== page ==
Listen carefully, repeat what you’ve heard to make sure you understand and give positive prompts to encourage your children to continue. Even if your child needs to tell you something when you’re extremely busy, do not multi-task – give them your undivided attention. Dismissing your children’s ideas and suggestions without hearing them out can hurt their self-esteem.

4. Acknowledge your children’s feelings and help them express them verbally

This is something every child needs immensely. Imagine a situation when your children end up fighting with the kids of your guests over toys. At this point, it’s important to address children’s emotions and help them articulate them. They might be feeling insecure, angry or helpless – acknowledge these feelings. This is not the time for a lecture on values and morals, as they are too occupied with their emotions, and your lecture will only aggravate their anger.

5. Criticize behaviour, not your child

This is a very easy trap to fall into. Too much criticism tells your children they are bad people. If such criticism continues over a long period of time, it can heavily damage your child’s self esteem. Be clear that it’s an action you’re angry about or it’s a behaviour you don’t like. Avoid such over-generalizations as: “You’re such a dirty kid! You never clean your room!” It may be that your children usually do clean their rooms, but on that particular day they didn’t, and you were in a bad mood anyway.

6. Focus on your children’s successes

Swimming, arts and crafts, cricket, technology, literature or social life – whatever they succeed in. It may be that they are good at swimming but not at academics. Acknowledge their success, instead of saying:

“Swimming won’t get you anywhere. If you do not do well at studies, you will never succeed.” If you acknowledge their strengths, it may be that in the future they will be motivated to work on their weak points as well.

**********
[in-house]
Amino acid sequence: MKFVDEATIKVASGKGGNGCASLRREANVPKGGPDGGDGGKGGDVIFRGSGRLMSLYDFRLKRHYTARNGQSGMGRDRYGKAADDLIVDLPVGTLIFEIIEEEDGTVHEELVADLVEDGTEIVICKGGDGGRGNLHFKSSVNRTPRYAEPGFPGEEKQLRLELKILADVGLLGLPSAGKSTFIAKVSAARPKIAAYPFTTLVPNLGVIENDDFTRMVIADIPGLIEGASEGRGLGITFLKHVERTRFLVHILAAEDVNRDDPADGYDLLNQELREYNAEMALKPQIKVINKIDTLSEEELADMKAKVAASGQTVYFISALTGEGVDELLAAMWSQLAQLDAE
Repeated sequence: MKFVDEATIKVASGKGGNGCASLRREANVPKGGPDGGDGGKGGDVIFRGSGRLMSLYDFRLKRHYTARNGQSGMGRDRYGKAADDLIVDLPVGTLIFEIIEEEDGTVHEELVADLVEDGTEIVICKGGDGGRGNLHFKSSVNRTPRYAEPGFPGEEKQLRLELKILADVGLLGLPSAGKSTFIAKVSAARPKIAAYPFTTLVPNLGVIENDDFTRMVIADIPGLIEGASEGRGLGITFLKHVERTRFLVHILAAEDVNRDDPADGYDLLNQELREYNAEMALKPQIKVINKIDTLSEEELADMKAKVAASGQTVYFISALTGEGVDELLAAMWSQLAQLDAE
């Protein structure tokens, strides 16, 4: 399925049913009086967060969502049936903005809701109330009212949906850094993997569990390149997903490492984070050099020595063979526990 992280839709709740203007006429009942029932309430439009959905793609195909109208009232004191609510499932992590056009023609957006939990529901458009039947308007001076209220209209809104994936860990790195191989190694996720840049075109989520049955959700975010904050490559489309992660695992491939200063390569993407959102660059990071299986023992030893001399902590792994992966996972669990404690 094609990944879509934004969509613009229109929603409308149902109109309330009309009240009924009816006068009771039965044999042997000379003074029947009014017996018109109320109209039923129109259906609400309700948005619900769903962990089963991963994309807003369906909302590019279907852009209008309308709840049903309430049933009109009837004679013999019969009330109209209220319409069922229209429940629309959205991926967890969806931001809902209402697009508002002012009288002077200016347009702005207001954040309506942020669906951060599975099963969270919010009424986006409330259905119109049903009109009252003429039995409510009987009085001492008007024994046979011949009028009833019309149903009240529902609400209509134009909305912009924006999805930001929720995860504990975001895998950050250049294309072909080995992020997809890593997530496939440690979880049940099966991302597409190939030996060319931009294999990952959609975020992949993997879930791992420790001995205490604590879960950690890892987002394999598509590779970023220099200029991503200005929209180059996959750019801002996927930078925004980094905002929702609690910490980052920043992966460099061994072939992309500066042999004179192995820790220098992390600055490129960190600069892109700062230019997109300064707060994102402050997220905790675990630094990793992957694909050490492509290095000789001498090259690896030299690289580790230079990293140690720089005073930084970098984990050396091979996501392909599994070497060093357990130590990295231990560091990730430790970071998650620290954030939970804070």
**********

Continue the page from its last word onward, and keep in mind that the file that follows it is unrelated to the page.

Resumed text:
7. Respect your children’s interests, even if they seem boring to you

Take a genuine interest in your children’s friends and what’s happening at school, and comment to show you’re listening. This will not only strengthen your communication but also give your children the message that you care about their life and interests.

8. Accept any fears or insecurities your children express as genuine

Even if they seem trivial to you, don’t just brush them aside. If your child says: “I’m useless in math,” say: “You’re obviously finding math a struggle – how can I help you?” Instead of passing such sarcastic remarks as: “With all that TV you watch, what else do you expect?” Treat issues independently, without connecting unrelated consequences to actions.

9. Encourage your children’s independence

Encourage them to take chances and try new things. Succeeding at new things gives a huge boost to confidence. Even if they will make mistakes by trying out new things, it will be a great opportunity for them to learn.

10. Laugh with your children – never at them

We all know that there are times when words can hurt more than actions. Don’t humiliate your children for their mistakes or misfortunes – if you won’t be on their side, then who will? Likewise, it is important to keep a sense of humour when difficulties arise, as it works wonders and helps your children focus on the truly significant matters in life.

Children have an innate capability to cope with the pressures and demands of the environment they are a part of. However, we cannot assume that they will learn to cope on their own. Parents should become the facilitators, who provide their children with the means to use this inner strength that they naturally posses. Simply treat your kids the way you yourself want to be treated and you can be sure to steer clear of all the ‘overs’.

The material presented in this article is based on a workshop titled “Raising Confident Kids” facilitated by Madeha Masood at ERDC (Educational Resource Development Centre).